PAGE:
At least they have been spared the chop. One Manuka was not so lucky. It's just trees can take a long time to grow, and then be cut down in a minute. I suppose that's a metaphor for life.

Today has been wet, it poured down, then  suddenly weather has changed and the sun is out. It's not really been much summer - haven't heard any cicadas yet, though I've managed to thwart a few wasps nests. 

I met a fellow gardener who came from Christchurch who had taken time out to pot up natives for the Christchurch Botanic gardens. Gardening for the Council is labour intensive for sure and pays minimum wage but it's a job that doesn't require too much brainpower apparently. I think to take away the tediousness of it gardening bosses come up with little games like who can weed the most in the fastest time so they can pay someone less. At least thats what its like gardening full time and then the rest of the time you can just have smoko for hours. 

I don't really garden that way though its different when its someone else's garden but I have put that behind me now. This year is precious time to spend with mum and time to appreciate New Gardenland because it's been what, more than 7 years and I feel I deserve a Sabbath break. My brother is back from Australia and has hinted big plans for his place (Grand Orangerie, Palace of Versailles replica) and Sis is bringing back her Pilea plant from London, and *gulp* may be coming back to stay....permanently! 

Thursday 4 January 2024

Am gardening..Do not disturb

 Dad pulled out my pumpkins that were just about to flower. I went out for a day and then came back and found they disappeared and all the plants under the tangelo tree which included catmint, tomatoes, coriander, onions and other special herbs.

I was mad because they were all growing so healthy. Now theres nothing but bare compost but at least the grass around the tree is one centimetre. I don't care about the grass, the way people hack it and scalp it and it just grows back more and I don't know why dad is so obsessed with it. I can't eat grass. 

I also hate landscapers and weedmat and not being able to garden through a pile of matted plastic. I hate that I can't garden and grow things in my own home, because of the lawn taking up everything and I hate that I can't grow anything anywhere else without people getting upset and angry with me for wanting to grow things. I hate that people want me to pull out GOOD plants and leave dead useless plants that are leggy and need cutting back. I hate that people grow roses and want me to prune them and I get poked or they leave dead roses stalks unpruned with black scaly spot on them and a tangle of thorns. Why do people plant roses. They are ugly things when not in flower.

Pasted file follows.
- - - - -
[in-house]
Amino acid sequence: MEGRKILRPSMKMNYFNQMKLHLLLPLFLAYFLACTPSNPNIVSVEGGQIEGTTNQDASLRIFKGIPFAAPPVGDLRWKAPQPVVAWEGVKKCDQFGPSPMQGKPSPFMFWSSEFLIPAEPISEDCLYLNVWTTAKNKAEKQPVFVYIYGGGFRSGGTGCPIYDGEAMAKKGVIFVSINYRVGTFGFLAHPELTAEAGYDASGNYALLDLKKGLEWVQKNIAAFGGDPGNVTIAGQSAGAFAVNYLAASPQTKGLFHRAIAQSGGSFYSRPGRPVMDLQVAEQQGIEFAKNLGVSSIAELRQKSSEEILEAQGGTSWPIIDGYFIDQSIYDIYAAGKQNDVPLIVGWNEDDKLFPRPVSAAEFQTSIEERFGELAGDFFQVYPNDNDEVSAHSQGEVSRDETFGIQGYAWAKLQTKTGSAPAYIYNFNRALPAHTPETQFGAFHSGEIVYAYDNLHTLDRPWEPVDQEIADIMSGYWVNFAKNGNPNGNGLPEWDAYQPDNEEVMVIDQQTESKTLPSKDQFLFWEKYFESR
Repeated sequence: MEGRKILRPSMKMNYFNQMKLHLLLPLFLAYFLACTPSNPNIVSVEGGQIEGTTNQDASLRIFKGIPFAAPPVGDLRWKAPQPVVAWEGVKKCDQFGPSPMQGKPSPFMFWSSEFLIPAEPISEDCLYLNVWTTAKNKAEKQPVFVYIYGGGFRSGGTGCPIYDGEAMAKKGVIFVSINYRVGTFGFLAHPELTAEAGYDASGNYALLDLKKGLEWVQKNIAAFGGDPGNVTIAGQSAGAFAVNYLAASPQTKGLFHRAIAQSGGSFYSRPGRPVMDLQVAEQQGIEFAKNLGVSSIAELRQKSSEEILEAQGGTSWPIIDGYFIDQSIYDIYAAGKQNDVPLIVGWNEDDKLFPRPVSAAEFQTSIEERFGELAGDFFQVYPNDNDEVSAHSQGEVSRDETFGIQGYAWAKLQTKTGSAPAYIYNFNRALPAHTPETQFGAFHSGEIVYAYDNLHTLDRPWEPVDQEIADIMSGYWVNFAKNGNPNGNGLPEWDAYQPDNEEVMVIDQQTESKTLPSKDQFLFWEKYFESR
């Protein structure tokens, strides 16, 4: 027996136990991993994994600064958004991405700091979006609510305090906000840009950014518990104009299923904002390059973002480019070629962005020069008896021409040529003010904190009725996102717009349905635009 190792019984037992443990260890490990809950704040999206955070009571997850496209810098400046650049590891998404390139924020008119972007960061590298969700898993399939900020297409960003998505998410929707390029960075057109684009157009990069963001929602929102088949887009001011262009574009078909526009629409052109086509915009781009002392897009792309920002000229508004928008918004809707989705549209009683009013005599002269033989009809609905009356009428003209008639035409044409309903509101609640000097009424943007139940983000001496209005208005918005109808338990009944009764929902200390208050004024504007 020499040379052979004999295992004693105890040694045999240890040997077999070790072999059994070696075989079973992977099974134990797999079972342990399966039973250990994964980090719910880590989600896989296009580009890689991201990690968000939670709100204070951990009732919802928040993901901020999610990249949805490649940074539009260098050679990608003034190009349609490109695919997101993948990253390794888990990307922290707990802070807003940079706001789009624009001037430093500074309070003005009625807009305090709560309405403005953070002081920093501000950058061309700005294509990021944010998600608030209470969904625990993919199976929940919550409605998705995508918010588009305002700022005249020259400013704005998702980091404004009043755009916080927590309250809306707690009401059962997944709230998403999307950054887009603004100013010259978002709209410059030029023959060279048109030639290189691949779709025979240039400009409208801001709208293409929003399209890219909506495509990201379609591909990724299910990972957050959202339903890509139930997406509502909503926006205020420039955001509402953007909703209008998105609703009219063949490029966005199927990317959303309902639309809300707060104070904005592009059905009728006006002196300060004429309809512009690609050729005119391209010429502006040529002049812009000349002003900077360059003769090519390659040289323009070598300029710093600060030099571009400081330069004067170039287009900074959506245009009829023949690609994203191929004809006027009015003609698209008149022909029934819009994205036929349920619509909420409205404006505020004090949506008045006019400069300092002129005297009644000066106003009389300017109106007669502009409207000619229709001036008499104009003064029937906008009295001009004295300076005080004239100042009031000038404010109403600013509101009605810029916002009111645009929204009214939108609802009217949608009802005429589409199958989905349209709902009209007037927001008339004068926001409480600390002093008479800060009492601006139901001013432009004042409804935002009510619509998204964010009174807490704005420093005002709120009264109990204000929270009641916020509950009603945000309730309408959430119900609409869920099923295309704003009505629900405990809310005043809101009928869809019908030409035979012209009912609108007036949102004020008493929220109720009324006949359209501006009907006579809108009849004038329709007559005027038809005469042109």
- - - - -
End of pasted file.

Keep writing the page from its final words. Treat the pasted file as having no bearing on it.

Otherwise I'm ok. Maybe its the shock of it and I'll just get over it but there will be no giant pumpkins this year. My wildflower plot is growing...but who knows if it will just get ripped out again by someone else. But we need flowers for the bees to pollinate the orchard.

I remember when one of the gardening bosses told my supervisor to prune all the plumbago that was just about to flower beautiful blue flowers down to knee height when he had been growing it for years and it had never flowered. My supevisor cried. It was a crime against the plumbago. 

I also recall when weeds were growing all through a bush and trying to weed underneath a bushy leggy perennial meant cutting it right back so it could grow again but leaving it left a gap and so it wasn't 'tidy' and my boss did  not speak to me for days. Because he did want it TIDY. I can't tidy without moving things around. 

Anyway its all a work in progress and nothing will be perfect but I am just a bit over it cos everything I do just seems to make things worse for everyone else like I can't even make an omelette without breaking eggs or do something without telling someone else. But this is what you do because otherwise how would you live? I sometimes wish I could just do my own garden without having to run around tidying other peoples, but then  I shouldn't have taken anything on and said I could do it when most people don't really want a garden at all. Trying to convince a non gardener that weedmat and suffocating soil and plants is NOT a good idea won't wash. 

My dad would just be happy with bare square of grass and nothing else for his weather station which records the temperature and rainfall. But why then can't that be done near a rugby field? My brother clicked his tongue and said Dad should just live in an apartment. 

Sunday 31 December 2023

Happy New Gardenland Year 2024

 It's a Leap Year, so we have extra days in Feb this year. The rain fell and the sun rose...another day in paradise aka Riverpark, or a little rectangular section of it. 

Dusty, the new resident cat, has given the birdlife a run for its money, and scared the living daylights out of numerous lizards/skinks. She originally came with a bell but, she shrugged those (both of them) including her engraved name tag with my phone number on it. Dusty, you supposed to catch rodents! Instead she follows me round when I trail grasses and flowers. I'm training her for the cat circus. I figure once she gets good enough she can go on Shortland Street as the clinic cat. 

I am considering also auditioning, as palliative care nurse (sorry there's nothing more we can do for you) or florist since my handwriting isn't bad enough to be a doctor and my latin only extends to plant names. Having a herbalist on Shortland Street would not do, they only use synthetic chemical drugs and 3M products. Well actually they use placebos and the blood is just watered down strawberry jam. In an ideal world there would be an acupuncturist at the clinic sticking pins into people. When you have acupuncture, all the secrets and traumas come out, it's almost as good as having a confessional/lie detector test. 

Sorry. I am rambling again. Plants! Yes they are now decorated in solar lights. Thank you Warehouse sale. My tomatoes are bearing fruit and pumpkins are flowering. I put in dusty miller which should be able to cope with the summer sun. Lobelia and helichrysum for edging.  Kings Plants Barn are bombarding me with emails nearly everyday saying I must come in and spend lots of money and take home all their plants. I think its nice they think their customers have endless streams of money to spend all on plants.